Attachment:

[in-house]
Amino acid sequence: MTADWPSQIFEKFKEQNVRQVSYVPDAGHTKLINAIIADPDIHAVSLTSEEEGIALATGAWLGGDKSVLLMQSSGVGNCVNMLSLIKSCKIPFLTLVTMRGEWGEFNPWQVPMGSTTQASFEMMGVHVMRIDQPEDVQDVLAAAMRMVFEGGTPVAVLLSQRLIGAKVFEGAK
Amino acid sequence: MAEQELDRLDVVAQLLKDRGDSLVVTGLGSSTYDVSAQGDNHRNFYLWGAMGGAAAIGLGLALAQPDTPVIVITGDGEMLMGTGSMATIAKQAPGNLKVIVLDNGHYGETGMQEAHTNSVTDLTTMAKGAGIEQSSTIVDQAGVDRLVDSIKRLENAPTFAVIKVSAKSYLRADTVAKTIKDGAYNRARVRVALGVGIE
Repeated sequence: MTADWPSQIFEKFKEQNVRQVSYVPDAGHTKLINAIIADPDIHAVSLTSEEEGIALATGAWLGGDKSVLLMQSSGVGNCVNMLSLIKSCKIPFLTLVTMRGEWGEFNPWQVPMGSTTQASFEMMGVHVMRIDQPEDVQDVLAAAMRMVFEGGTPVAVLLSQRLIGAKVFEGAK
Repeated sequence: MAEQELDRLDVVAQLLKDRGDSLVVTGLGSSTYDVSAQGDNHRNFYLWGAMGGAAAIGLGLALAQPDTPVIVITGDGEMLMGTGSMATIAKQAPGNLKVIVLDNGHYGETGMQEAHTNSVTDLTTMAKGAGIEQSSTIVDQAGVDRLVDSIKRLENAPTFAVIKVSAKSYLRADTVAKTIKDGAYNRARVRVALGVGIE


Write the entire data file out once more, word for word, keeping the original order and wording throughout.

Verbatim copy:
[in-house]
Amino acid sequence: MTADWPSQIFEKFKEQNVRQVSYVPDAGHTKLINAIIADPDIHAVSLTSEEEGIALATGAWLGGDKSVLLMQSSGVGNCVNMLSLIKSCKIPFLTLVTMRGEWGEFNPWQVPMGSTTQASFEMMGVHVMRIDQPEDVQDVLAAAMRMVFEGGTPVAVLLSQRLIGAKVFEGAK
Amino acid sequence: MAEQELDRLDVVAQLLKDRGDSLVVTGLGSSTYDVSAQGDNHRNFYLWGAMGGAAAIGLGLALAQPDTPVIVITGDGEMLMGTGSMATIAKQAPGNLKVIVLDNGHYGETGMQEAHTNSVTDLTTMAKGAGIEQSSTIVDQAGVDRLVDSIKRLENAPTFAVIKVSAKSYLRADTVAKTIKDGAYNRARVRVALGVGIE
Repeated sequence: MTADWPSQIFEKFKEQNVRQVSYVPDAGHTKLINAIIADPDIHAVSLTSEEEGIALATGAWLGGDKSVLLMQSSGVGNCVNMLSLIKSCKIPFLTLVTMRGEWGEFNPWQVPMGSTTQASFEMMGVHVMRIDQPEDVQDVLAAAMRMVFEGGTPVAVLLSQRLIGAKVFEGAK
Repeated sequence: MAEQELDRLDVVAQLLKDRGDSLVVTGLGSSTYDVSAQGDNHRNFYLWGAMGGAAAIGLGLALAQPDTPVIVITGDGEMLMGTGSMATIAKQAPGNLKVIVLDNGHYGETGMQEAHTNSVTDLTTMAKGAGIEQSSTIVDQAGVDRLVDSIKRLENAPTFAVIKVSAKSYLRADTVAKTIKDGAYNRARVRVALGVGIE